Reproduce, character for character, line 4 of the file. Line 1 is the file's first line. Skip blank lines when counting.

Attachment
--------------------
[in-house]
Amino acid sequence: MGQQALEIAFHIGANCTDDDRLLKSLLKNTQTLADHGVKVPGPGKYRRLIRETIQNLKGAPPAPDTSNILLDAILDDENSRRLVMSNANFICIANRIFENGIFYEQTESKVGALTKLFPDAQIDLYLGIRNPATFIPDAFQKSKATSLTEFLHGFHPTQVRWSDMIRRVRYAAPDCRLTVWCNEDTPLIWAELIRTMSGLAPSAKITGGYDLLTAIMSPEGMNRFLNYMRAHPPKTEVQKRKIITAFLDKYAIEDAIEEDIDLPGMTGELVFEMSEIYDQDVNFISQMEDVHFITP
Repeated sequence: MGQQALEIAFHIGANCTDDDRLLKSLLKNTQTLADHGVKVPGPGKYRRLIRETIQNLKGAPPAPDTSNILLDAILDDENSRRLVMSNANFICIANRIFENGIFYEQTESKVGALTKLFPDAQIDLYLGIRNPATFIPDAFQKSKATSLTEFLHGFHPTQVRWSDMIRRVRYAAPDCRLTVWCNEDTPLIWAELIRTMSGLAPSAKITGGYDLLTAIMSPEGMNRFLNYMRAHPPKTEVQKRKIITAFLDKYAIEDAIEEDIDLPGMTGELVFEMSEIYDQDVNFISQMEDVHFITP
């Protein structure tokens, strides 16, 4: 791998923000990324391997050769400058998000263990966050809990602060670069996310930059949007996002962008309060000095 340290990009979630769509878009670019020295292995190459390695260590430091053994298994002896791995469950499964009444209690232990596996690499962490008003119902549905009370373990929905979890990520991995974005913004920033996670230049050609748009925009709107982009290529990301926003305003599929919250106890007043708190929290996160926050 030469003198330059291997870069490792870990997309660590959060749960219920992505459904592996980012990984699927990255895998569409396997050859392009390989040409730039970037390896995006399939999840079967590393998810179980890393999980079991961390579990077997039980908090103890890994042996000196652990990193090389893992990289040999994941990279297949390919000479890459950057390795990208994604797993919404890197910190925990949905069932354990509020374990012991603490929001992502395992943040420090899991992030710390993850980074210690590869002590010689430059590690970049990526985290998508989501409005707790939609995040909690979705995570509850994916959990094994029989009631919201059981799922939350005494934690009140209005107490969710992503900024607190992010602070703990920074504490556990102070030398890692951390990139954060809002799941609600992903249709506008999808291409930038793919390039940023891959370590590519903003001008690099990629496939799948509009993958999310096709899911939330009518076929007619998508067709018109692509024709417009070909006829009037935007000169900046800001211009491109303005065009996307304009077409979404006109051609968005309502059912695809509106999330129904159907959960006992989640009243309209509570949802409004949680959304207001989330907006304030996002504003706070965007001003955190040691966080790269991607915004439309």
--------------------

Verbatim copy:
């Protein structure tokens, strides 16, 4: 791998923000990324391997050769400058998000263990966050809990602060670069996310930059949007996002962008309060000095 340290990009979630769509878009670019020295292995190459390695260590430091053994298994002896791995469950499964009444209690232990596996690499962490008003119902549905009370373990929905979890990520991995974005913004920033996670230049050609748009925009709107982009290529990301926003305003599929919250106890007043708190929290996160926050 030469003198330059291997870069490792870990997309660590959060749960219920992505459904592996980012990984699927990255895998569409396997050859392009390989040409730039970037390896995006399939999840079967590393998810179980890393999980079991961390579990077997039980908090103890890994042996000196652990990193090389893992990289040999994941990279297949390919000479890459950057390795990208994604797993919404890197910190925990949905069932354990509020374990012991603490929001992502395992943040420090899991992030710390993850980074210690590869002590010689430059590690970049990526985290998508989501409005707790939609995040909690979705995570509850994916959990094994029989009631919201059981799922939350005494934690009140209005107490969710992503900024607190992010602070703990920074504490556990102070030398890692951390990139954060809002799941609600992903249709506008999808291409930038793919390039940023891959370590590519903003001008690099990629496939799948509009993958999310096709899911939330009518076929007619998508067709018109692509024709417009070909006829009037935007000169900046800001211009491109303005065009996307304009077409979404006109051609968005309502059912695809509106999330129904159907959960006992989640009243309209509570949802409004949680959304207001989330907006304030996002504003706070965007001003955190040691966080790269991607915004439309």